With enough pressure, anything can be turned into metal, and water is no exception. However, the Czech Academy of Sciences, a scientist in Prague, was able to turn liquid water into a bronze-like metallic state without exerting an ungodly amount of pressure. This makes the result even more impressive.
When pushed in sufficiently tightly, the atoms and molecules become very compressed in the lattice and begin to share external electrons, moving as in the case of copper wire and basically conducting electricity. Good example, 2020, French scientists turned around Hydrogen, the simplest gas in the universe, has become a metal, fulfilling the predictions made by Nobel laureates Eugene Wigner and Hillard Bell Huntington in 1935. In fact, metallic hydrogen is a superconductor that conducts electricity with zero electrical resistance.
To do so, French researchers have exposed hydrogen to a phenomenal pressure of 425 gigapascals. This is more than 4 million times the pressure on the surface of the earth, and even higher. Earth’s inner core.. Therefore, it is impossible to find metallic hydrogen on Earth, but metallic hydrogen is very common on Jupiter and Saturn because it is mostly composed of hydrogen gas and has a stronger internal pressure than Earth. Similarly, Neptune and Uranus are thought to host water in a metallic state, thanks to their enormous pressure.
With the same approach, it takes 15 million bar of pressure to turn water into metal. This is more than three times the requirement for metallic hydrogen. It’s just outside the scope of our current technology. However, Pavel Jungwirth, a physical chemist at the Czech Academy of Sciences in Prague, thought that there might be another way to turn water into metal without squeezing it under the pressure of the gas giant’s core.
Jungwirth and fellow chemist Phil Mason wondered if borrowing electrons from the first group of highly reactive elements, alkali metals, could induce water to behave like a metal. Periodic table.. They came up with this idea earlier, Jungwirth and colleagues discovered that under similar conditions, ammonia can be glossy.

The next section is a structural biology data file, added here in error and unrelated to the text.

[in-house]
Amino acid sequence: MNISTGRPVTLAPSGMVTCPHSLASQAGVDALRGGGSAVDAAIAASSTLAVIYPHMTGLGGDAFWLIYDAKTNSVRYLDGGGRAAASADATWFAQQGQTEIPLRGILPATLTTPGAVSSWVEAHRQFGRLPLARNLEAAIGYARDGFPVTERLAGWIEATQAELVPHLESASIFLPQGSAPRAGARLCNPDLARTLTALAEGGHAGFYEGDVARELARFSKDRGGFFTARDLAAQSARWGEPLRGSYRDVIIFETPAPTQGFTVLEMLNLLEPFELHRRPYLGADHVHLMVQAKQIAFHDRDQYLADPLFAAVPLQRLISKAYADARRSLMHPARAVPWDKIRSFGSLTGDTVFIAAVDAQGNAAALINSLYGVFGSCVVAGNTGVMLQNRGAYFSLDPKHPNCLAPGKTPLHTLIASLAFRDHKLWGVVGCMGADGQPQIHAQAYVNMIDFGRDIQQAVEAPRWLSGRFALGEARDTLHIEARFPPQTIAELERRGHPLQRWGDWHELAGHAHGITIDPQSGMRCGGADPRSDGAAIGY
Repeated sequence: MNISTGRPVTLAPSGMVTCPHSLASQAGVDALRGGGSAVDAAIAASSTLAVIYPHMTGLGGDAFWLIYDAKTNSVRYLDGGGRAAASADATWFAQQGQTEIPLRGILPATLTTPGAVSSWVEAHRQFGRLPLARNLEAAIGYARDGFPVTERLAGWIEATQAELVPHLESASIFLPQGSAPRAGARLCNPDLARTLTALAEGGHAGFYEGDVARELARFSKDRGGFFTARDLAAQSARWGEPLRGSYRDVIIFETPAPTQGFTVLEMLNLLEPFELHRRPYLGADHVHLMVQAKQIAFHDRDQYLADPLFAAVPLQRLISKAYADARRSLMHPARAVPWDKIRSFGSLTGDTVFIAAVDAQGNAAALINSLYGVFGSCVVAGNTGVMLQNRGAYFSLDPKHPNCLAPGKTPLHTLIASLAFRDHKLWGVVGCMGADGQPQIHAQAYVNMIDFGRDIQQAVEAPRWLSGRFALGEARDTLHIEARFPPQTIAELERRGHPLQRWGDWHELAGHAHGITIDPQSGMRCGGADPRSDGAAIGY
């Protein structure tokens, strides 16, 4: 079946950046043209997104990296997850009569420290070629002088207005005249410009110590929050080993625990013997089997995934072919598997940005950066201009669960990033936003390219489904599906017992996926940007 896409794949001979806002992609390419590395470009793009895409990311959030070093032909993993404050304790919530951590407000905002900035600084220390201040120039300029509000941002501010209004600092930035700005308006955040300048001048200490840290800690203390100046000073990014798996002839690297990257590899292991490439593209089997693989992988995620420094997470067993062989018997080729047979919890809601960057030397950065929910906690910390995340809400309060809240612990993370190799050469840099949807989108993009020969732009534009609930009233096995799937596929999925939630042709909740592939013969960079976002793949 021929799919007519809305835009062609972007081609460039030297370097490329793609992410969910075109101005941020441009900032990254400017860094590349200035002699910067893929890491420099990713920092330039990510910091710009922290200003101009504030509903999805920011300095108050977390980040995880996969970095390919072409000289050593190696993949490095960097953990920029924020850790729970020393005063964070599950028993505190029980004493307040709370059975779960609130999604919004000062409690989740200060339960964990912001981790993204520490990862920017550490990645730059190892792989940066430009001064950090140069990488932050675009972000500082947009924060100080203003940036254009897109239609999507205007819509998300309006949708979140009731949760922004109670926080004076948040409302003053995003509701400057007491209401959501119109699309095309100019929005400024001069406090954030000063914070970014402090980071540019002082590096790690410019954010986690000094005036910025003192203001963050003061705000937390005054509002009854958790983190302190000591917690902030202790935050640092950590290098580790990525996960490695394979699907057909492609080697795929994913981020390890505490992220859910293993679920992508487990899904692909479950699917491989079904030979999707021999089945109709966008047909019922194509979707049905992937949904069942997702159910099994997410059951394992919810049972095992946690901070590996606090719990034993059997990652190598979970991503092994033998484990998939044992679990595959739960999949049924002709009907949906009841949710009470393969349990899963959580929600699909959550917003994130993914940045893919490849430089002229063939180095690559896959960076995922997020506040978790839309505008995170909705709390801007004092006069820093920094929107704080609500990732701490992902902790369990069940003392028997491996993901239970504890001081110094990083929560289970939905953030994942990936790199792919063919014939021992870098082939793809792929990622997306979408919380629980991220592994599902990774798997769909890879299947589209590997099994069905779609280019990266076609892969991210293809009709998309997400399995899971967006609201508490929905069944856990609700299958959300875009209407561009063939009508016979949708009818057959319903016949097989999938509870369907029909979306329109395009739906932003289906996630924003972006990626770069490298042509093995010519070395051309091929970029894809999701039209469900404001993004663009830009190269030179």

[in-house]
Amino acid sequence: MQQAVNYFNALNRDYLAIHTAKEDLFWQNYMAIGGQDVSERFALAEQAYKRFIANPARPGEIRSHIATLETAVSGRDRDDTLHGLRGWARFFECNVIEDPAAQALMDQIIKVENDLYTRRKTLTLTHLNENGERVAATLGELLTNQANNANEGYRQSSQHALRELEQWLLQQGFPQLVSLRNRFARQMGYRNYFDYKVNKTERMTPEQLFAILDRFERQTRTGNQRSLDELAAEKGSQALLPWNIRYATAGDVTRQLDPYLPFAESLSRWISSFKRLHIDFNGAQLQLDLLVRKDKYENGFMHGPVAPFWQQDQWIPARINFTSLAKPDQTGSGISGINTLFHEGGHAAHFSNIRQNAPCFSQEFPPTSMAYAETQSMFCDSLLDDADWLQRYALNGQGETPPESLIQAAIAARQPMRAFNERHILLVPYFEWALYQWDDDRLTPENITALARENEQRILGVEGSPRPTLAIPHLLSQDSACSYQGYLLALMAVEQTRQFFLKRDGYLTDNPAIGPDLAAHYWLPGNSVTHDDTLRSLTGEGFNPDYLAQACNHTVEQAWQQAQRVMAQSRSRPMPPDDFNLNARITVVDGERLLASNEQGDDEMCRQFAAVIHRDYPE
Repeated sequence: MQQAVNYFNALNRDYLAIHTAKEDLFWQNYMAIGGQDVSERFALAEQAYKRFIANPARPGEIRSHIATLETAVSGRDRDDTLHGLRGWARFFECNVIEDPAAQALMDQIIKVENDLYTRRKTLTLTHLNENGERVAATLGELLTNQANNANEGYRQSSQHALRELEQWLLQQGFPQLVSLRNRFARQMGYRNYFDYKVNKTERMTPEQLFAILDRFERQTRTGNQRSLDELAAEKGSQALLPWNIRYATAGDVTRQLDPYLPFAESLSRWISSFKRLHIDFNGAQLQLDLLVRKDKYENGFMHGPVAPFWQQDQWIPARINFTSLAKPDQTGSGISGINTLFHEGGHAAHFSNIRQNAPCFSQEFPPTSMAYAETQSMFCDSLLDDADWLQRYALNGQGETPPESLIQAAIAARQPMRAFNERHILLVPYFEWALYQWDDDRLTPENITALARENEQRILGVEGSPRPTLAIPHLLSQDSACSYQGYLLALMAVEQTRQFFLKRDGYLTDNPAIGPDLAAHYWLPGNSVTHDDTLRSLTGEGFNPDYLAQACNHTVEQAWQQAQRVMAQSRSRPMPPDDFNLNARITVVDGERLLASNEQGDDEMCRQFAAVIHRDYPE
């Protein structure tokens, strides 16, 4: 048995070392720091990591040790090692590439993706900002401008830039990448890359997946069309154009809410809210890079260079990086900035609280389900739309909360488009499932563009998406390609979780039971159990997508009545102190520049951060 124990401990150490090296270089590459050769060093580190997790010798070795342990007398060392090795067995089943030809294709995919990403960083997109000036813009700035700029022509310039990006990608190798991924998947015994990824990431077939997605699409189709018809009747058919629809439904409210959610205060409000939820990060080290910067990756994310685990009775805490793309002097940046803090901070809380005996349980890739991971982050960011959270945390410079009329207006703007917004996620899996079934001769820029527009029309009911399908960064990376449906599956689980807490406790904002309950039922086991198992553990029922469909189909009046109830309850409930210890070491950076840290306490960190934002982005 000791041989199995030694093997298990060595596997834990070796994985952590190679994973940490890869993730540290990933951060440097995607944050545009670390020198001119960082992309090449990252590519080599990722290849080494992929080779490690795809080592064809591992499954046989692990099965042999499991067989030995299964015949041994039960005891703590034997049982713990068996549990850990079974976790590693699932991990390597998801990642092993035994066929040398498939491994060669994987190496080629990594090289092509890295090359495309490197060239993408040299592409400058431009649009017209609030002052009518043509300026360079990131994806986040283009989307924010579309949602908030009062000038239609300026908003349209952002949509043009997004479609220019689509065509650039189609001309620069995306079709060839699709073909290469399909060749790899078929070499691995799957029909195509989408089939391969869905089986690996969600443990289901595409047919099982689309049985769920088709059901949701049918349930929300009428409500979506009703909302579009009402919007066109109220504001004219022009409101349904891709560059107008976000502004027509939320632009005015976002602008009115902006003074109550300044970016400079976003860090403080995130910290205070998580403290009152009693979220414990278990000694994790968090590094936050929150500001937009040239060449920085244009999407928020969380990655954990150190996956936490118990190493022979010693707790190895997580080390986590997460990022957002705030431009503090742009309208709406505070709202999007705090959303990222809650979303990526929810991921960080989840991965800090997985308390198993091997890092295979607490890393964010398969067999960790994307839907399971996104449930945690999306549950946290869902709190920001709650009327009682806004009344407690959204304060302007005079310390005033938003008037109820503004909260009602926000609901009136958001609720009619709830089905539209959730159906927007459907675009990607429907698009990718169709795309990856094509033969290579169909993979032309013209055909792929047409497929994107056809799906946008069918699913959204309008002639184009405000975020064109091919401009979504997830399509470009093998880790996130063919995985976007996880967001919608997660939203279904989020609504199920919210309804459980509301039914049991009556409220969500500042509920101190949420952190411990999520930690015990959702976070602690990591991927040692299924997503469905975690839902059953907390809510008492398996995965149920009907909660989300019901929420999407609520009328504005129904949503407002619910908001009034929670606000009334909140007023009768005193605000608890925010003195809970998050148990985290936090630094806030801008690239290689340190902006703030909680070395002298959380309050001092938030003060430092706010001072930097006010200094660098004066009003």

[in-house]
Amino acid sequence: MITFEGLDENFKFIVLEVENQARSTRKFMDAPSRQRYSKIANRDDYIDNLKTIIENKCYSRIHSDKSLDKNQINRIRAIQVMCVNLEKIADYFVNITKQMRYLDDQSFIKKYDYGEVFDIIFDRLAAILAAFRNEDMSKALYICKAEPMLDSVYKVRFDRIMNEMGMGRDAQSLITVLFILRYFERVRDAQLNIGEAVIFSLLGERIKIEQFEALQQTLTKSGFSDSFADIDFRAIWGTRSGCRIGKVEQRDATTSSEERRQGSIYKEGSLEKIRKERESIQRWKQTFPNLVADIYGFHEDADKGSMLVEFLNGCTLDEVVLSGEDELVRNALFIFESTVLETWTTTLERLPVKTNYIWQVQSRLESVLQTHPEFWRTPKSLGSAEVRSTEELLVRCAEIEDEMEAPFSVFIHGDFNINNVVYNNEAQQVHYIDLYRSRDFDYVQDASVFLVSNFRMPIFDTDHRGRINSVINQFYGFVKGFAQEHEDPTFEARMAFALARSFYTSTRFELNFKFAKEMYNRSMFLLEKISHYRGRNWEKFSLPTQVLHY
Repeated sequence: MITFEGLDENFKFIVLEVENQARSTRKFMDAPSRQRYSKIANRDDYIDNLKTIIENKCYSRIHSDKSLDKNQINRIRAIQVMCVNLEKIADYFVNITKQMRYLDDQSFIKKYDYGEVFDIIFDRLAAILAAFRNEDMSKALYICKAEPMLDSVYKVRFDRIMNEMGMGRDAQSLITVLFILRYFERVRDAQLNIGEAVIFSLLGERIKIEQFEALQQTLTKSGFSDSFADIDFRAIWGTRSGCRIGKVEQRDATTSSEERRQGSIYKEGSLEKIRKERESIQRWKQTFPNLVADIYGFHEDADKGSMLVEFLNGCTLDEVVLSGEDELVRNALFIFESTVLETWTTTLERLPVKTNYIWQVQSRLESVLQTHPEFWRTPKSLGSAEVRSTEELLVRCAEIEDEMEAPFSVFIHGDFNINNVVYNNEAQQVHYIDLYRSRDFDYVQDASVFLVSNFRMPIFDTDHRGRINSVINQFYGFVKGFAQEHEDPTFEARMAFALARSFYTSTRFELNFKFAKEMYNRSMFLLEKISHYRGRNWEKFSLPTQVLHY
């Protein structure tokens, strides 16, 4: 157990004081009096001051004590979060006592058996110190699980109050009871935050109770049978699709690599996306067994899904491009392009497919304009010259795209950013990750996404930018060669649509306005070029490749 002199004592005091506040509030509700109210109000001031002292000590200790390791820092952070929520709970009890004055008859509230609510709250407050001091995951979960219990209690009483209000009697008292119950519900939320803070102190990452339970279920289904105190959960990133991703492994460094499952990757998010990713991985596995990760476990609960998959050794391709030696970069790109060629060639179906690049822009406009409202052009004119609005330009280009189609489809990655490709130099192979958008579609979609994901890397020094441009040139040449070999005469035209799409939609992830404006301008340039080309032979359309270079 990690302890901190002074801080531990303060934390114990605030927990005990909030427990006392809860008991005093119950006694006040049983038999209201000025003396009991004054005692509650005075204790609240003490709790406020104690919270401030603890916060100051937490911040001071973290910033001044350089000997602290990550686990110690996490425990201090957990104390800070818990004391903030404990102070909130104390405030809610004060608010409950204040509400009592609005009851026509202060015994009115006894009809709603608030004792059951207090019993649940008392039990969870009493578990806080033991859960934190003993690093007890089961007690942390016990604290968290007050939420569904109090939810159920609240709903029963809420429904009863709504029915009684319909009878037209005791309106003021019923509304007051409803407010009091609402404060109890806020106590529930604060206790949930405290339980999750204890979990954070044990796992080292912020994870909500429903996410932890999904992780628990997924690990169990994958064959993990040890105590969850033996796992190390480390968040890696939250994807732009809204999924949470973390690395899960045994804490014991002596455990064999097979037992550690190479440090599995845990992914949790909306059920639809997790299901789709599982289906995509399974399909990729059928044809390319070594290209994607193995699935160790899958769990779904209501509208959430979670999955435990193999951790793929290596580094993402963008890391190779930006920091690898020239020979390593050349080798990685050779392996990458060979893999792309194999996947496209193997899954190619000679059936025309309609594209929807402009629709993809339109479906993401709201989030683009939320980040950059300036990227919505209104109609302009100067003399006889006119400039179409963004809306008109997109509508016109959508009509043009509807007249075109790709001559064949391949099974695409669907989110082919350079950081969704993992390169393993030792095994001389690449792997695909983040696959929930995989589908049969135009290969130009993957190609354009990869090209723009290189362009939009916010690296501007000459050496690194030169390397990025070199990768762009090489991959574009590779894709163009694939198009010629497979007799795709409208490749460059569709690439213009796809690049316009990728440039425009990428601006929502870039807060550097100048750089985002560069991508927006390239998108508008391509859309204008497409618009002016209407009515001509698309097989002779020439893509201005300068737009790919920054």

However, despite the progress made in this experiment, the researchers faced a predicament. As you can see, alkali metals are so reactive in the presence of water that they tend to react explosively.
The solution was to design an experimental device that dramatically slowed the reaction so that a potentially catastrophic explosion was avoided.
Ironically, the key to mitigating the explosive behavior of the water-alky metal reaction was the adsorption of water at very low pressures, about 7,000 smaller than seen at sea level. This setting ensured that the diffusion of electrons from the alkali metal was faster than the reaction between water and the metal.
Researchers filled a syringe with an alkali metal solution consisting of sodium and potassium and placed it in a vacuum chamber. The syringe was remotely triggered to expel a droplet of the mixture exposed to a small amount of water vapor.
Water condensed into each droplet of alkali metal, forming a layer on them that was only one tenth of a micrometer thick. The electrons from the mixture diffuse into the water along with the positive metal ions, giving the water layer a shiny bronze-like shine. The whole lasted only a few seconds, but for all purposes, scientists had just turned water into metal at room temperature. This is a fact confirmed by the synchrotron experiment.
“We have shown that aqueous metal solutions can be prepared by doping large amounts of electrons when water is reacted with alkali metals. Similar metal solutions of liquid ammonia with high concentrations of solvated electrons Although long known and characterized, the explosive interaction between alkali metals and water has so far only allowed the preparation of aqueous solutions with low metal and submetal electron concentrations. ” Is writing.journal Nature..
Scientists turn water into shiny metal
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